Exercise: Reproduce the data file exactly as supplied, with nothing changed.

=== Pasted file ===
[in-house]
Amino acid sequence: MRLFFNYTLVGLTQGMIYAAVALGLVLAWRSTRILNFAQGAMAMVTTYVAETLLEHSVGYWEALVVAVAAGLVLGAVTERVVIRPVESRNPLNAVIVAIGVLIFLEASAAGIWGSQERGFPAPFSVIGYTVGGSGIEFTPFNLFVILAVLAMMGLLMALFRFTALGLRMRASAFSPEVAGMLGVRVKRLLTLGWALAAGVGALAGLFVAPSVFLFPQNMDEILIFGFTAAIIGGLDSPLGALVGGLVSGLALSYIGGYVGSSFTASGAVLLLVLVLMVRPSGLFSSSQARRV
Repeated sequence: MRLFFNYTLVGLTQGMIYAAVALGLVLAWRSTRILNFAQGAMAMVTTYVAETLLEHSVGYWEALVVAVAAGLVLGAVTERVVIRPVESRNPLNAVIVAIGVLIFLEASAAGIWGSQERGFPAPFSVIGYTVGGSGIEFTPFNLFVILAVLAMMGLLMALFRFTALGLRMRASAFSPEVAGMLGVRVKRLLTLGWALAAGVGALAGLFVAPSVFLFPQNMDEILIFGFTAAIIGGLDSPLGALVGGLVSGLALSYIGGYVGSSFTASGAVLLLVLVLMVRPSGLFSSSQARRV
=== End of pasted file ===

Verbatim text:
[in-house]
Amino acid sequence: MRLFFNYTLVGLTQGMIYAAVALGLVLAWRSTRILNFAQGAMAMVTTYVAETLLEHSVGYWEALVVAVAAGLVLGAVTERVVIRPVESRNPLNAVIVAIGVLIFLEASAAGIWGSQERGFPAPFSVIGYTVGGSGIEFTPFNLFVILAVLAMMGLLMALFRFTALGLRMRASAFSPEVAGMLGVRVKRLLTLGWALAAGVGALAGLFVAPSVFLFPQNMDEILIFGFTAAIIGGLDSPLGALVGGLVSGLALSYIGGYVGSSFTASGAVLLLVLVLMVRPSGLFSSSQARRV
Repeated sequence: MRLFFNYTLVGLTQGMIYAAVALGLVLAWRSTRILNFAQGAMAMVTTYVAETLLEHSVGYWEALVVAVAAGLVLGAVTERVVIRPVESRNPLNAVIVAIGVLIFLEASAAGIWGSQERGFPAPFSVIGYTVGGSGIEFTPFNLFVILAVLAMMGLLMALFRFTALGLRMRASAFSPEVAGMLGVRVKRLLTLGWALAAGVGALAGLFVAPSVFLFPQNMDEILIFGFTAAIIGGLDSPLGALVGGLVSGLALSYIGGYVGSSFTASGAVLLLVLVLMVRPSGLFSSSQARRV